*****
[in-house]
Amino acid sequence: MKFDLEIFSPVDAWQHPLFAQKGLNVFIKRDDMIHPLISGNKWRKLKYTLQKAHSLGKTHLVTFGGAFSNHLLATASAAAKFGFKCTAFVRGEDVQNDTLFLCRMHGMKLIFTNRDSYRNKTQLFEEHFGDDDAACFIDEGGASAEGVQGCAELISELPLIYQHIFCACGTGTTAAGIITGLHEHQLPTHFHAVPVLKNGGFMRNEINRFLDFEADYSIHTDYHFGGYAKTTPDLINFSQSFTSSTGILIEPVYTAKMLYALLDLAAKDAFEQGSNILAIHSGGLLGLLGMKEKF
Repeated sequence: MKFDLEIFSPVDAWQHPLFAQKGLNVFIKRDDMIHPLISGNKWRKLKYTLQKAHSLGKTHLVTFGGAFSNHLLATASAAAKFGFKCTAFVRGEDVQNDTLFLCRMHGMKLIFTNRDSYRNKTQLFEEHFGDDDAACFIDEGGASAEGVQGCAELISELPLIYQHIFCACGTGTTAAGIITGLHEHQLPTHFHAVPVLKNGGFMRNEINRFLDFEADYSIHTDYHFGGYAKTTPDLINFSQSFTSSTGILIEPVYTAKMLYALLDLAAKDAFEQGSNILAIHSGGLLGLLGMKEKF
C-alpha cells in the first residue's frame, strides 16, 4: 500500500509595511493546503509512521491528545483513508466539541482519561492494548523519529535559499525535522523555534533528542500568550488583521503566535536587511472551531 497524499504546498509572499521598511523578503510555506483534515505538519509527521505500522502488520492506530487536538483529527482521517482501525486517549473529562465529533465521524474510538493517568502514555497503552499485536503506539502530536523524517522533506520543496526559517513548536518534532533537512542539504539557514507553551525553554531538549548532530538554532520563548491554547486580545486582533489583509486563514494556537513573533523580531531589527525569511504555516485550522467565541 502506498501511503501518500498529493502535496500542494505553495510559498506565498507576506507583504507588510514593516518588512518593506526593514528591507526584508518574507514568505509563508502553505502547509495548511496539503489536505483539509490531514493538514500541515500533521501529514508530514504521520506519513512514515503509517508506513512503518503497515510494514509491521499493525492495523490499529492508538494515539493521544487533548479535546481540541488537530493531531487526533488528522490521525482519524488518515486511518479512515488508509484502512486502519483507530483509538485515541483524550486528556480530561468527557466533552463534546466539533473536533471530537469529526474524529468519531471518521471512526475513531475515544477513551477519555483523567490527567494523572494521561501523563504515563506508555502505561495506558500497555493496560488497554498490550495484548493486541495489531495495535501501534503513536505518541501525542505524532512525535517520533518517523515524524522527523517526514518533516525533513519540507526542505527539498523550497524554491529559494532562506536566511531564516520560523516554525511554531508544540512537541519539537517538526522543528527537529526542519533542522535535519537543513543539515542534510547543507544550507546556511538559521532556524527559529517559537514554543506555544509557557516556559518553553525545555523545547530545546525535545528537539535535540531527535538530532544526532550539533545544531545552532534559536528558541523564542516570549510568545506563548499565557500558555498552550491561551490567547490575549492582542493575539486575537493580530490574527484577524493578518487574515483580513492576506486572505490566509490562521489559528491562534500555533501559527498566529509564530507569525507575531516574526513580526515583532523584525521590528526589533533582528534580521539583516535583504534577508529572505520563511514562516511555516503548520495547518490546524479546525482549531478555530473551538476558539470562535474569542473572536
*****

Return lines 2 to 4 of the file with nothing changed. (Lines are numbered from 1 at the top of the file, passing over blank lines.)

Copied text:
Amino acid sequence: MKFDLEIFSPVDAWQHPLFAQKGLNVFIKRDDMIHPLISGNKWRKLKYTLQKAHSLGKTHLVTFGGAFSNHLLATASAAAKFGFKCTAFVRGEDVQNDTLFLCRMHGMKLIFTNRDSYRNKTQLFEEHFGDDDAACFIDEGGASAEGVQGCAELISELPLIYQHIFCACGTGTTAAGIITGLHEHQLPTHFHAVPVLKNGGFMRNEINRFLDFEADYSIHTDYHFGGYAKTTPDLINFSQSFTSSTGILIEPVYTAKMLYALLDLAAKDAFEQGSNILAIHSGGLLGLLGMKEKF
Repeated sequence: MKFDLEIFSPVDAWQHPLFAQKGLNVFIKRDDMIHPLISGNKWRKLKYTLQKAHSLGKTHLVTFGGAFSNHLLATASAAAKFGFKCTAFVRGEDVQNDTLFLCRMHGMKLIFTNRDSYRNKTQLFEEHFGDDDAACFIDEGGASAEGVQGCAELISELPLIYQHIFCACGTGTTAAGIITGLHEHQLPTHFHAVPVLKNGGFMRNEINRFLDFEADYSIHTDYHFGGYAKTTPDLINFSQSFTSSTGILIEPVYTAKMLYALLDLAAKDAFEQGSNILAIHSGGLLGLLGMKEKF
C-alpha cells in the first residue's frame, strides 16, 4: 500500500509595511493546503509512521491528545483513508466539541482519561492494548523519529535559499525535522523555534533528542500568550488583521503566535536587511472551531 497524499504546498509572499521598511523578503510555506483534515505538519509527521505500522502488520492506530487536538483529527482521517482501525486517549473529562465529533465521524474510538493517568502514555497503552499485536503506539502530536523524517522533506520543496526559517513548536518534532533537512542539504539557514507553551525553554531538549548532530538554532520563548491554547486580545486582533489583509486563514494556537513573533523580531531589527525569511504555516485550522467565541 502506498501511503501518500498529493502535496500542494505553495510559498506565498507576506507583504507588510514593516518588512518593506526593514528591507526584508518574507514568505509563508502553505502547509495548511496539503489536505483539509490531514493538514500541515500533521501529514508530514504521520506519513512514515503509517508506513512503518503497515510494514509491521499493525492495523490499529492508538494515539493521544487533548479535546481540541488537530493531531487526533488528522490521525482519524488518515486511518479512515488508509484502512486502519483507530483509538485515541483524550486528556480530561468527557466533552463534546466539533473536533471530537469529526474524529468519531471518521471512526475513531475515544477513551477519555483523567490527567494523572494521561501523563504515563506508555502505561495506558500497555493496560488497554498490550495484548493486541495489531495495535501501534503513536505518541501525542505524532512525535517520533518517523515524524522527523517526514518533516525533513519540507526542505527539498523550497524554491529559494532562506536566511531564516520560523516554525511554531508544540512537541519539537517538526522543528527537529526542519533542522535535519537543513543539515542534510547543507544550507546556511538559521532556524527559529517559537514554543506555544509557557516556559518553553525545555523545547530545546525535545528537539535535540531527535538530532544526532550539533545544531545552532534559536528558541523564542516570549510568545506563548499565557500558555498552550491561551490567547490575549492582542493575539486575537493580530490574527484577524493578518487574515483580513492576506486572505490566509490562521489559528491562534500555533501559527498566529509564530507569525507575531516574526513580526515583532523584525521590528526589533533582528534580521539583516535583504534577508529572505520563511514562516511555516503548520495547518490546524479546525482549531478555530473551538476558539470562535474569542473572536